I am both a musician and a geek and I've been there - i do my arranging and the playback from an arranging program (Finale/Sibelius) is pretty sophisticated these days. Software + synth will replace an average performance pretty well, but a great performance is great because it pushes the limits of the players and the environment. A great performance requires great individual performances and will be on the risky side. Typically a great performance (I've occasionally been lucky and been there, great performances are very rare) works this way: you are playing along and someone, perhaps the conductor, perhaps not, makes a proposal: "Lets go for it on this one"" and plays a stunningly great phrase. The proposal is answered by another wonderful phrase, and from then on to the end (if it goes right) everybody is concentrating at a rare level. I've occasionally heard performances that start great & finish ordinary, too.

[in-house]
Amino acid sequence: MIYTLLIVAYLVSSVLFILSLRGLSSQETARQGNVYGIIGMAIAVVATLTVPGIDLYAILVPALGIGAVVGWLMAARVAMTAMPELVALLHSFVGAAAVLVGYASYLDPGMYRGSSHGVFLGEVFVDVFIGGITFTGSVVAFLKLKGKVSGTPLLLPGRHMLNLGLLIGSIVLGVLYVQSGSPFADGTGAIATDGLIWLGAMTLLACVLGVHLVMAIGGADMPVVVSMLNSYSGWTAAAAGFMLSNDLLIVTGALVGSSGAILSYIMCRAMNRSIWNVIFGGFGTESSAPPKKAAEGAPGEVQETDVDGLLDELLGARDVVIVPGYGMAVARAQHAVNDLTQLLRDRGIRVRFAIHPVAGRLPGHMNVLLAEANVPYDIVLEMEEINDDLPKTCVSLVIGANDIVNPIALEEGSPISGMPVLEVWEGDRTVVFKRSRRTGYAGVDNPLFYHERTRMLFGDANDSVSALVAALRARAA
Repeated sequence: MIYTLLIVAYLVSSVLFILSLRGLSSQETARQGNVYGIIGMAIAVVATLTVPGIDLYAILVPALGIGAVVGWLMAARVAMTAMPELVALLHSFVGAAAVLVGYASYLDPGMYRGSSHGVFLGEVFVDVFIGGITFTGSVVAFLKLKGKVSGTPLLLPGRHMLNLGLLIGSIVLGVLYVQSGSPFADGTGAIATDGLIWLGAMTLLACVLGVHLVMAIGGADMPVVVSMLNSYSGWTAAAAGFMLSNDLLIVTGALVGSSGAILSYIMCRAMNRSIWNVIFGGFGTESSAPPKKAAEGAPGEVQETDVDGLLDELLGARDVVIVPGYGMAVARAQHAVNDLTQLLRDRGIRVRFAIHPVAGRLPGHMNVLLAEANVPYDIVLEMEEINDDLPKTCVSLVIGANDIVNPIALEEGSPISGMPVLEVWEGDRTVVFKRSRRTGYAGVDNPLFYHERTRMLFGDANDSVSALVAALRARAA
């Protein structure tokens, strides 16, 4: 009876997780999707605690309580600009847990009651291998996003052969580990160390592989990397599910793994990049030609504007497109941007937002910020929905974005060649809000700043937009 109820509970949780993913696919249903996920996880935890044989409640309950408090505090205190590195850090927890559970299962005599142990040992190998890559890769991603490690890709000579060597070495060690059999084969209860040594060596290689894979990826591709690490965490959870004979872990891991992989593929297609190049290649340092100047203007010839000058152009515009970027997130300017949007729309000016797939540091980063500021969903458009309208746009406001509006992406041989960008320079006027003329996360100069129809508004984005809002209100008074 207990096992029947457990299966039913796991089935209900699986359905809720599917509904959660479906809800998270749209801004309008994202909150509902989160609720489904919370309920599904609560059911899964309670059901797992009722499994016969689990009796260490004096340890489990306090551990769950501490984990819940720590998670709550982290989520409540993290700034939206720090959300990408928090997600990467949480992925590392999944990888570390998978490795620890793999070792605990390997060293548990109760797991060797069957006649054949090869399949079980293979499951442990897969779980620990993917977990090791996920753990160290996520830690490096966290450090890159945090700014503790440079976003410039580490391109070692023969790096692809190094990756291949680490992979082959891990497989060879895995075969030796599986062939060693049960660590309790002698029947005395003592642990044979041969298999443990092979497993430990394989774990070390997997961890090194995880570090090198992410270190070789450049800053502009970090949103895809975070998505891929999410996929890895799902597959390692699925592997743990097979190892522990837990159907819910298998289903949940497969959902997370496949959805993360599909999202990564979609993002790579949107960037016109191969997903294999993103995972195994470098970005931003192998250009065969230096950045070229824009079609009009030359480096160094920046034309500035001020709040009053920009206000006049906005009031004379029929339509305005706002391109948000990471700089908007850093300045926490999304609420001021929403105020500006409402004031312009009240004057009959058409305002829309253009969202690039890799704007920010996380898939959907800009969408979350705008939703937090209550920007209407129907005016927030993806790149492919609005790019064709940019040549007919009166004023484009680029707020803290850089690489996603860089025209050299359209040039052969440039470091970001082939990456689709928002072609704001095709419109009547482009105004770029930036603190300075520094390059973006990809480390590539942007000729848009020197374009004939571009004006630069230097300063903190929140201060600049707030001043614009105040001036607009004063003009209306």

Want a couple of examples? These are from the classical area but I've heard it happen in jazz too. Try:
Leonard Bernstein+NY Phil, Mahler Symphony #2, the version with Lee Venora singing. The brass playing is superb too.
Same conductor & orchestra, Sibelius Symphony #2, The great phrase is the oboe solo.
What we have now is software that gives us the most of the nuances and produces a polished copy of a fine performance. I can imagine software that would give us true greatness but not any time soon.